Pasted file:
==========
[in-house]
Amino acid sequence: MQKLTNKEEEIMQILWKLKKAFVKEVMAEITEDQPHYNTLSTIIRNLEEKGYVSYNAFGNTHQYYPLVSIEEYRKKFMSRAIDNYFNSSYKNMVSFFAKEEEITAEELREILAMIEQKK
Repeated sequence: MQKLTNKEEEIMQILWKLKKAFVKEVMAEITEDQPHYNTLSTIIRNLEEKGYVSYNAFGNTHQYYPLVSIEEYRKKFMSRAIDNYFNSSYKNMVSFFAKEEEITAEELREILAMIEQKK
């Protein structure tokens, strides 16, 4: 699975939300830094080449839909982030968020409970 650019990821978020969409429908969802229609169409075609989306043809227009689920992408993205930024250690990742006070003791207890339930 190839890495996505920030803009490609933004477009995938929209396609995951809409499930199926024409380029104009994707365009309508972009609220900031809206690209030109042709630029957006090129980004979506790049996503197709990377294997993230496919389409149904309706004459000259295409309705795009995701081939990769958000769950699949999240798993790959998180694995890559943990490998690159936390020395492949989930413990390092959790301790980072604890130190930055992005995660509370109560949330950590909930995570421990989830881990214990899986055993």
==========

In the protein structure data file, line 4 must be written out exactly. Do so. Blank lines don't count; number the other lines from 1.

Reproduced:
């Protein structure tokens, strides 16, 4: 699975939300830094080449839909982030968020409970 650019990821978020969409429908969802229609169409075609989306043809227009689920992408993205930024250690990742006070003791207890339930 190839890495996505920030803009490609933004477009995938929209396609995951809409499930199926024409380029104009994707365009309508972009609220900031809206690209030109042709630029957006090129980004979506790049996503197709990377294997993230496919389409149904309706004459000259295409309705795009995701081939990769958000769950699949999240798993790959998180694995890559943990490998690159936390020395492949989930413990390092959790301790980072604890130190930055992005995660509370109560949330950590909930995570421990989830881990214990899986055993």